I still remember the bright, light blue letters plastered on that old orange juice advertisement: “A day without orange juice is a day without sunshine." I guess that’s why losing my father will always remind me of citrus. He made me fresh orange juice in the morning before taking us all to church every Sunday. Thinking of him tastes like lemon zest that tightens your jaw and makes your teeth cramp. He helped me plant orange-lemon hybrids in our backyard. The first time we tasted one, I cringed. He will always feel like the rinds peeled off of me that left white residue and dried tang on your fingertips. To me, his death is that familiar sticky coating that lingers on your fingers even after you wash your hands. After digging your nails into the bright orange rinds and causing a little juice to spray out, it leaves a thin layer that makes my peeled body seem slightly more protected from the outside world. It separates me and brings me comfort.
I still wear my father’s old jackets even though I know it will sting being covered in his old lining. My mother said it was gross of me to keep some of his clothing, like it was the skin shed from a snake: lived-in. But I like zipping up a layer of him and feeling myself settle into a person who had experienced more life than I. It makes me feel like I can just absorb some of his knowledge; some of him. Maybe he can still help his little girl learn to take on the world, like he used to. Maybe I just want to feel something. Even if it’s pain.
The day he died, my mother was sitting on my bed at 7:35 in the morning. We were going to Disneyland to celebrate my little brother’s birthday a week early and my mother’s birthday a day early. My brother, Aron, was turning nine. She received a call from the hospital he had been in for the past year and half; we thought that maybe he felt a bit better and it would be him on the other end of the phone. My mother and I were victims of hope. Hope is my least favorite word and I am totally its bitch. It makes sure that you will never accept your reality like a knife capable of slicing skin and making juice trickle out. I felt like a tangerine, subjected to the thin blade of longing and dribbling out at the seams.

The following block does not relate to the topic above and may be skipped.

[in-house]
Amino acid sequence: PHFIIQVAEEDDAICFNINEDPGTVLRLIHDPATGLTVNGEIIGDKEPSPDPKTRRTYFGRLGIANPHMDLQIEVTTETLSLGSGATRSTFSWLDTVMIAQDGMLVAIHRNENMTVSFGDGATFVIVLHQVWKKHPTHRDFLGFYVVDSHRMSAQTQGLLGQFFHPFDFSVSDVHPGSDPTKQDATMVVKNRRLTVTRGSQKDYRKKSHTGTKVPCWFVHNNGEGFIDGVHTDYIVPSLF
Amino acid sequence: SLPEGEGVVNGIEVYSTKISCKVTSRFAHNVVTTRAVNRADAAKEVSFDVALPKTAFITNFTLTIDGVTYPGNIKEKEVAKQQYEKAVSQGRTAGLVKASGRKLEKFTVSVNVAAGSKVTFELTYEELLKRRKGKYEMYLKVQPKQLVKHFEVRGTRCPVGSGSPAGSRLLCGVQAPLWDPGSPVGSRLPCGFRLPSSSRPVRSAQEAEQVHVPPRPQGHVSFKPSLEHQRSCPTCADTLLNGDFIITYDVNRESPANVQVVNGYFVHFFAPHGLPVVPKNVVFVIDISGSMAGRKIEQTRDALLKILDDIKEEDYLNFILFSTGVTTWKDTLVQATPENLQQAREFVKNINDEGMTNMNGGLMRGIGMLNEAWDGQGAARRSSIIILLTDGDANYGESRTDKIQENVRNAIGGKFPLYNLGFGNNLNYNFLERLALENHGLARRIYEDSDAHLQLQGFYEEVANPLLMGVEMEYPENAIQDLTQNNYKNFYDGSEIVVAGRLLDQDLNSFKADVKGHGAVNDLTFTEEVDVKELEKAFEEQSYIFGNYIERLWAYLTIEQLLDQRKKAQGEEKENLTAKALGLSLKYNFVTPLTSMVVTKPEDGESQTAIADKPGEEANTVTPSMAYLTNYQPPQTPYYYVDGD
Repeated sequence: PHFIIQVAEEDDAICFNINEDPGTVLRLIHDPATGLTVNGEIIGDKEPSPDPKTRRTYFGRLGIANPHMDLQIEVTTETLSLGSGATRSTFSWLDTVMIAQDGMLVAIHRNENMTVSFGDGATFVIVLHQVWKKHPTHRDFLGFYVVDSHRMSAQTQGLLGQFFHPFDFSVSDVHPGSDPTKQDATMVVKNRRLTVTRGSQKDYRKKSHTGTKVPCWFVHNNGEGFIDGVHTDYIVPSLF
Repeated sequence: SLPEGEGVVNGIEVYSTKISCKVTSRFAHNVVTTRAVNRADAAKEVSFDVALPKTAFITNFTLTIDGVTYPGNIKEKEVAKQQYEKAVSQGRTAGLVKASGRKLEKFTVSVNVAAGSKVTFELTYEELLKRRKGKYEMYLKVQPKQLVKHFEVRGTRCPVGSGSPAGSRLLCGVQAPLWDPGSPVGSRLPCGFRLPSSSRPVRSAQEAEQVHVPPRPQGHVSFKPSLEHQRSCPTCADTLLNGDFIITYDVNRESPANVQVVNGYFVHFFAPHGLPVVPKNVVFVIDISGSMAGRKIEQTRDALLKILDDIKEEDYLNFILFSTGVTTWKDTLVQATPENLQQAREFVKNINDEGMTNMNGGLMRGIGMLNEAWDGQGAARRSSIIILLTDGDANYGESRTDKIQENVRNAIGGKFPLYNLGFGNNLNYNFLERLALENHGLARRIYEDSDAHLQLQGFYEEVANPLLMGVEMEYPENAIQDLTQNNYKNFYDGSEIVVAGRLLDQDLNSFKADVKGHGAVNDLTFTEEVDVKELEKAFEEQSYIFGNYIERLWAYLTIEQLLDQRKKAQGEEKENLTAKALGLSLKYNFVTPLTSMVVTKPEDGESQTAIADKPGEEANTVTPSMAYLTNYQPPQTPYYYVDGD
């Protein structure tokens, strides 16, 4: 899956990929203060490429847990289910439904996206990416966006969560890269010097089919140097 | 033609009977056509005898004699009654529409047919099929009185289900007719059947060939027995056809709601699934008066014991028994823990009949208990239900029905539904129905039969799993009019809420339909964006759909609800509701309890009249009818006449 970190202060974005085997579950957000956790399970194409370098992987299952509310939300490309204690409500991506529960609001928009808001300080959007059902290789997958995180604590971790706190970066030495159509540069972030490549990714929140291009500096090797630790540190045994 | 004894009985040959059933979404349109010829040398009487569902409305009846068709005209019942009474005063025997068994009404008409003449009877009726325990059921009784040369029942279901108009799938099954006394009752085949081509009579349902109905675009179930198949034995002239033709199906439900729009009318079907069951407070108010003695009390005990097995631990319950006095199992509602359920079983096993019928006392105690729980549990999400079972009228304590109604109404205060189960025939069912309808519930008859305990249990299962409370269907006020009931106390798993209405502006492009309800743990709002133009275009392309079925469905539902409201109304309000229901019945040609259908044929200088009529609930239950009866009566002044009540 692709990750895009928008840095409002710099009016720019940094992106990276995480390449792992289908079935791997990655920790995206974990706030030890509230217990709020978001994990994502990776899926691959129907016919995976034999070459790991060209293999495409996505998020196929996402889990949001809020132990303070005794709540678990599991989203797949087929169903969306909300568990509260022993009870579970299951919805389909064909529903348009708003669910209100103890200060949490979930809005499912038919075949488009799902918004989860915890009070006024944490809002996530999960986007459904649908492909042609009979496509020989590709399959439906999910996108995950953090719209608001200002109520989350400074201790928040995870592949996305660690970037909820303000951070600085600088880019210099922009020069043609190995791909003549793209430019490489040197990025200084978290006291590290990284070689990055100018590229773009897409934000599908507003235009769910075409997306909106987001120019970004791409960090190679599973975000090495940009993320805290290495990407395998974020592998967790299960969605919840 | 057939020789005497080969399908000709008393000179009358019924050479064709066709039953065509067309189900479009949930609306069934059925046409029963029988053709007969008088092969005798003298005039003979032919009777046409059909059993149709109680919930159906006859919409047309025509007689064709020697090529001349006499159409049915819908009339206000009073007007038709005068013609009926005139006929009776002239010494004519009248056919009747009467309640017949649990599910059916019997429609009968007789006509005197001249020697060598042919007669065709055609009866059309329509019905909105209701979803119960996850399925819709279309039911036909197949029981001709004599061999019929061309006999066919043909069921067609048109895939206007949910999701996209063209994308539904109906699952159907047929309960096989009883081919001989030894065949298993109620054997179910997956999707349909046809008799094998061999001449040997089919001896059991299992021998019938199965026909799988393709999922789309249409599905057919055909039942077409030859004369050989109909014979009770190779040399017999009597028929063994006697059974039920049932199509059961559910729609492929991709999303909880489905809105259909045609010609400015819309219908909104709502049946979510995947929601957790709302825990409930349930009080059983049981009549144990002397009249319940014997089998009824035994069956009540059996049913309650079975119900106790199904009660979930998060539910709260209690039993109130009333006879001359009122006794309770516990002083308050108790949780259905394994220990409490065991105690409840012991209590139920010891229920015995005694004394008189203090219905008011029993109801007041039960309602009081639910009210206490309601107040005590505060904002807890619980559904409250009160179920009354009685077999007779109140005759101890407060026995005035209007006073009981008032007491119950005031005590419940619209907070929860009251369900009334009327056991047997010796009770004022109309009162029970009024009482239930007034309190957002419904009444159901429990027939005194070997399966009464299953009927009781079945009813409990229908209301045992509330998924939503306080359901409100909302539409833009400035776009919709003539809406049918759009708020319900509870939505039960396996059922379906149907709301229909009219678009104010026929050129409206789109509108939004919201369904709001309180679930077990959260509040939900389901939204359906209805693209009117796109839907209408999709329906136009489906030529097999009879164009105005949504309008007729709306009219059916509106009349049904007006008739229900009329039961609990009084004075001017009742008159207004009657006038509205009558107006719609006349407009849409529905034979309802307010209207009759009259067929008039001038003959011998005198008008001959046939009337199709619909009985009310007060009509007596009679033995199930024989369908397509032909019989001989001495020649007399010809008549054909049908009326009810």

My mom put the phone call on speaker as the man on the other end relayed to us that this morning my father’s lungs had finally forgotten how to breathe and that his heart had learned to stop beating. That man introduced me to loss: a loss of a past filled with rides at Disneyland and churros on Sunday. And a loss of watching the special tree grow in the front yard and plucking off the ripe oranges. I learned two things that day:
1. Birth smells of citrus spraying out of the freshly peeled orange whose rinds are still pushed underneath your nail beds. An unparalleled attachment between me and my mother was born that day.
2. Death is when you squeeze the pith out. My father died.